Bulletin News

College Commits to Renewable Electricity


This fall, SUNY Cortland will become the first institution in the 64-campus SUNY system to operate all of its facilities - classrooms, residence halls, dining areas, sports facilities … everything - using 100 percent renewable electrical energy.

More than 700 new solar panels will be installed on campus as part of the commitment, and the College will purchase 16 million kilowatt-hours of renewable energy credits a year. Those efforts build on a long list of sustainability initiatives undertaken by SUNY Cortland and will support its new master’s program in sustainable energy systems.

“As one of the original signers of the American College and University Presidents’ Climate Commitment, SUNY Cortland’s goal has been to create one of the greenest campuses in the nation,” College President Erik J. Bitterbaum said. “By taking this step, we’re showing that we’re willing to do more than just talk about energy sustainability.”

It’s part of a broader effort by SUNY to use the resources of its campus network to encourage clean energy innovation and cost-effective and sustainable energy use.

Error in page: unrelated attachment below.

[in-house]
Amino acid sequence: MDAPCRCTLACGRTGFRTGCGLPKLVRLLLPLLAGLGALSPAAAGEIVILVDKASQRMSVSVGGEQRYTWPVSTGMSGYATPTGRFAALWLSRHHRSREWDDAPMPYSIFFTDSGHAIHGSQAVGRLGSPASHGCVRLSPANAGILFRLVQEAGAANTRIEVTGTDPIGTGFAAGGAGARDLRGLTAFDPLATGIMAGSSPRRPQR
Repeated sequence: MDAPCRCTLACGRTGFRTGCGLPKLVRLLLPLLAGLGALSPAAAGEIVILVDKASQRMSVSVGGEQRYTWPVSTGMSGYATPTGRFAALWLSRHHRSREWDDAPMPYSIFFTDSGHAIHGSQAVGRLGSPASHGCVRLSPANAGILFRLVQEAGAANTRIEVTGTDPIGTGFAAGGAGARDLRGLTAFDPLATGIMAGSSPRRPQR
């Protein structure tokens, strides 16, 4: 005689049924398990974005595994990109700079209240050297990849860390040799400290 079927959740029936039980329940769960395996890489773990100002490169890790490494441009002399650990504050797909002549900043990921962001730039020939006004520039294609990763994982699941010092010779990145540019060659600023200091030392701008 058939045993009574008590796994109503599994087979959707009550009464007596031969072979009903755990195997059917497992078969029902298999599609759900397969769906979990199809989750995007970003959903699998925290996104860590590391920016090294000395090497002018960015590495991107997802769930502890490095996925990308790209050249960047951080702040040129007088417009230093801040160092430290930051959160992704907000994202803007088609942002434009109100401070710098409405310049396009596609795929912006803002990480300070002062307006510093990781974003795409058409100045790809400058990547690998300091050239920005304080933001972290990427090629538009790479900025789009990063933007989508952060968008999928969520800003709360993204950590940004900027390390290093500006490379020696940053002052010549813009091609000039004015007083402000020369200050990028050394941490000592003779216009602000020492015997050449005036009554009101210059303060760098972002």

SUNY Cortland’s commitment to energy sustainability is a demonstration of how SUNY is helping to foster a cleaner, healthier and more sustainable future for New York state," said SUNY Chancellor Nancy L. Zimpher. "Congratulations to President Bitterbaum and the faculty, staff and students at SUNY Cortland who have made this outstanding achievement possible. This is a terrific example of SUNY meeting its strategic planning goal of contributing to an energy-smart New York."

 Gov. Andrew Cuomo recently approved an ambitious, $3 million solar energy project for SUNY Cortland as part of a unique initiative designed to increase the number of solar installations throughout New York.  The College is one of 79 project sites that will benefit from the latest round of awards by NY-Sun, a solar energy program run by the New York State Energy and Research Development Authority.  

 Through the program, SolarCity, a national clean-energy services company, will build three installations with a combined total of about 700 photovoltaic panels on campus. The installations will be on the roof of the Park Center Alumni Arena, at ground level on a grassy area near the old SUNY Cortland entrance off Route 281 and on the roof of the new Student Life Center, currently under construction.